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provide the assurance that once personnel furnish information they will not be terminated. Underscoring the importance of trust in an organization, Robert Hiebeler provides insight into Hewlett Packards operations and the environment that senior leadership supported.2 Business managers provided employees the freedom to take risks without fear of punishment, and they provided support for employees who introduced ideas that did not always work. If people are free to make some mistakes without punishment, they are much more likely to pass on information that will keep others from repeating those mistakes. John Cleese notes that we need to lose our inhibitions and gain the confidence that will allow us to contribute spontaneously to the circumstances.3 To do that we must lose our fear of making mistakes. To create the culture required to support effective KM, active leadership is also required. In a review of Shell Oil, Barb Cole-Gomolski identifies two specific things upper management must do.4 The first is to develop a reward or incentive process that encourages people to make the transition from knowledge-hoarding to knowledge-sharing. The second is to develop a broad communication program to explain the need for knowledge management, the objectives and strategy that it supports and how it applies to each person. David Stamps also emphasizes how critical it is for leaders to encourage employees to share and use information.5 Stamps says that the people issue is more important than the technology used to capture the data. H. Saint-Onge describes the emphasis of Canadian Imperial Bank of Commerces leadership during KMs implementation.6 Keeping the organization focused on its competitive advantage is critical. If the company focuses on the wrong areas, then its resources are diluted. Leaders must motivate the organization by identifying the target frequently, personally and completely. Unless each person knows where he or she is going, the organization is left with each person doing his or her best, a situation Deming often referred to as insufficient.7 While directing the effort and clearly identifying the target are necessary, leaders must allow for employees self-esteem to also be enhanced. To implement KM, an organizations culture must foster a means of sharing. Organizations tend to share successes to a limited extent. Successes are identified in general terms, but the who, what, where, when and how are not often discussed. Often these secrets of success are kept from the people in the organization itself. Why wouldnt an organization want to replicate these successes on a wider scale? Organizations certainly need to also share failures, although failure may not be the correct word if the organization learns from the process. Different attitudes toward failure may represent a major difference between American and Japanese firms. In America, organizations do not like to discuss failures and quickly move to bury unsuccessful incidents. In Japan, however,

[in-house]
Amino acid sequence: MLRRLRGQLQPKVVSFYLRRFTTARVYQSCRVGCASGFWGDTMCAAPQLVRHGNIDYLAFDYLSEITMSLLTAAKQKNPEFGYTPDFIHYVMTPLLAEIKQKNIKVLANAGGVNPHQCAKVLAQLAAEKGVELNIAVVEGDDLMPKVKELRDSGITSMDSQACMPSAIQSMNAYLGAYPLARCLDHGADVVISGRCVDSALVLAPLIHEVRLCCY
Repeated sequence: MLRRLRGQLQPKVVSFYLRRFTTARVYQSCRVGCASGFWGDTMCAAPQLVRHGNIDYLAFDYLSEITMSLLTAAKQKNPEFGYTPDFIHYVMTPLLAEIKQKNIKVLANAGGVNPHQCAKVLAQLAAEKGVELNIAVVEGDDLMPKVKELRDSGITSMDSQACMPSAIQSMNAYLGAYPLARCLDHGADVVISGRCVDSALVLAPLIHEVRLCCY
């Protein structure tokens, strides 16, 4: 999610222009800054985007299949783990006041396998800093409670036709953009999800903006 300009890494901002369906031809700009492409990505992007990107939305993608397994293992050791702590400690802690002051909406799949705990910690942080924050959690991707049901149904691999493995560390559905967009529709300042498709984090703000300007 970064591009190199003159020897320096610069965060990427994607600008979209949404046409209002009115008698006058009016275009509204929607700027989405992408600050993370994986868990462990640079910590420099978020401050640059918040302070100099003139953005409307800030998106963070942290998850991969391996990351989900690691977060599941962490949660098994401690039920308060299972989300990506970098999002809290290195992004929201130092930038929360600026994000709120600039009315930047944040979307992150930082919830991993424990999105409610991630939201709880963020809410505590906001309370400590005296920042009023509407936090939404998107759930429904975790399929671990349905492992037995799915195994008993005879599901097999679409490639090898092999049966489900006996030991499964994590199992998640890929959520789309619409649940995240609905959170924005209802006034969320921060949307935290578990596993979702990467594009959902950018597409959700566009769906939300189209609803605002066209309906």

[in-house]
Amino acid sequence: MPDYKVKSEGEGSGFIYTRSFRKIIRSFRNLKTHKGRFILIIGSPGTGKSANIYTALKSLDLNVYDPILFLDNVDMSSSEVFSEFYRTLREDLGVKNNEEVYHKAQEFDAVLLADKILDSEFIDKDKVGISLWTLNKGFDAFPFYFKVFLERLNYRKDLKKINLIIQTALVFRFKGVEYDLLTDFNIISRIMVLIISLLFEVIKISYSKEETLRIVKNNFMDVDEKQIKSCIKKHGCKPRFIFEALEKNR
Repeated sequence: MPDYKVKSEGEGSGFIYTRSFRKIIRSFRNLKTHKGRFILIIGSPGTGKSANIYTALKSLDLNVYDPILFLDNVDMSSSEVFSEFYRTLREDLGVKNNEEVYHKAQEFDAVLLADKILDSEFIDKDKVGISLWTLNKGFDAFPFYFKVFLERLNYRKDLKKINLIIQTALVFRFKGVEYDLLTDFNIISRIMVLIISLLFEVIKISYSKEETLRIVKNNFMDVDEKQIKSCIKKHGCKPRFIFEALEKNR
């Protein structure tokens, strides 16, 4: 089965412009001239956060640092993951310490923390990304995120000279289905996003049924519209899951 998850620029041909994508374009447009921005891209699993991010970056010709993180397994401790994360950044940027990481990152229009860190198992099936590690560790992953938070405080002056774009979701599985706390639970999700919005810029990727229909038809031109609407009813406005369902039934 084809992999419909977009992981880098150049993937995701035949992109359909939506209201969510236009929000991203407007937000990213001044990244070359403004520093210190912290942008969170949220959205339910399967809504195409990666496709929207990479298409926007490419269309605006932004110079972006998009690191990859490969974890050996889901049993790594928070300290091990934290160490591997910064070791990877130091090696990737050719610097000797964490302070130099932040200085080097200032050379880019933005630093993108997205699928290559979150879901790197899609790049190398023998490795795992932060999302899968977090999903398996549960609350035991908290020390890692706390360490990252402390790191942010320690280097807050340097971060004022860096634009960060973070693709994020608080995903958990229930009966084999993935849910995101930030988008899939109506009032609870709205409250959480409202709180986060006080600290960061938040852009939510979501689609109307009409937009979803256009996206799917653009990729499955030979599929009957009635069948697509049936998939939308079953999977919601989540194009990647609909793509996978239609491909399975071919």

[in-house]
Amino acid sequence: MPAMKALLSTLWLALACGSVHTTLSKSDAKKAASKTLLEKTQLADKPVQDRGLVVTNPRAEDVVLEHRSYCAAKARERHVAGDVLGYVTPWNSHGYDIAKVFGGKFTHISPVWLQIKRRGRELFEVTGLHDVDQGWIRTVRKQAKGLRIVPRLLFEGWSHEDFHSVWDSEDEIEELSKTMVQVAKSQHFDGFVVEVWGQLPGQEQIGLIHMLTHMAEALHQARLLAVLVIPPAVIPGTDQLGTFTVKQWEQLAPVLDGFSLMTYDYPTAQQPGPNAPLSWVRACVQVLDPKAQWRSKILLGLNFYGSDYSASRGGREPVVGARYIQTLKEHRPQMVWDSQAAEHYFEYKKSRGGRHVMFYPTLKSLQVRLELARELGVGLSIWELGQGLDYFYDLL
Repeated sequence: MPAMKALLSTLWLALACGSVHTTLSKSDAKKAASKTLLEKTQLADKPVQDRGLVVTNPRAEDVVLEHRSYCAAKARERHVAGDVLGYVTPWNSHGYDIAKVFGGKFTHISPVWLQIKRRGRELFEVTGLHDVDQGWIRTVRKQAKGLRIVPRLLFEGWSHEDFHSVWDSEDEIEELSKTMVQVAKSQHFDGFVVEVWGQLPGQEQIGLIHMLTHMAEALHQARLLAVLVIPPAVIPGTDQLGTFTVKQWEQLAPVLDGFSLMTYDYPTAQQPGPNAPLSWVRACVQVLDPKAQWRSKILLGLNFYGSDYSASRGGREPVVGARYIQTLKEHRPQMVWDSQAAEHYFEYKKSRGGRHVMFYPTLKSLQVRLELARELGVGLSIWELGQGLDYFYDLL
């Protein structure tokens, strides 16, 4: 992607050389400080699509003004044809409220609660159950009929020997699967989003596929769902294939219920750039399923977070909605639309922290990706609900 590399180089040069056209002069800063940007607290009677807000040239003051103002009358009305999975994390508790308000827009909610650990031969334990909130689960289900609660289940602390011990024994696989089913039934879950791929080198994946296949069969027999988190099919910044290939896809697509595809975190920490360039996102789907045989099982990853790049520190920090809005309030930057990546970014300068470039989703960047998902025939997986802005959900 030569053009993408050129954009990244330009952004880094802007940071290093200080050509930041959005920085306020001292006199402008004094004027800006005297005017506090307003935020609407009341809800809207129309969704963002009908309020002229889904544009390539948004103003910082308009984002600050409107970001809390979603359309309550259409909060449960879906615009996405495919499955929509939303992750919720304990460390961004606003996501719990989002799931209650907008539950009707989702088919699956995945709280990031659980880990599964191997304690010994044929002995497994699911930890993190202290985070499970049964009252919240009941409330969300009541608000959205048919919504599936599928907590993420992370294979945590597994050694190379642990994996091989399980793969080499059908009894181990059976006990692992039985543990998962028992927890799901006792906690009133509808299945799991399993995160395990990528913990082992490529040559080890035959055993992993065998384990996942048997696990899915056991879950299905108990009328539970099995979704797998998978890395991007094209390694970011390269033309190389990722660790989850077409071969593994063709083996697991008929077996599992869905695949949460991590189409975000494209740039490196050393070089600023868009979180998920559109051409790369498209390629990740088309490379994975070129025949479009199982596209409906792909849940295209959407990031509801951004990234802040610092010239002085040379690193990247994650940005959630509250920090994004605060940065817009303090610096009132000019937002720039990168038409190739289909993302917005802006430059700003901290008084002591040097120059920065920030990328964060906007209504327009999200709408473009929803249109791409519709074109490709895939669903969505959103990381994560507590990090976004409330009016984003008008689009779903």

Questions To Ask In Retrospect


All significant events should be reviewed. The organization should ask the following questions: What could have been done differently? What could have been improved? What shouldnt have been done? Did all our various departments interact efficiently and effectively? Where were the gaps? Where were the overlaps? What could we do differently next time that would make the situation easier on all involved?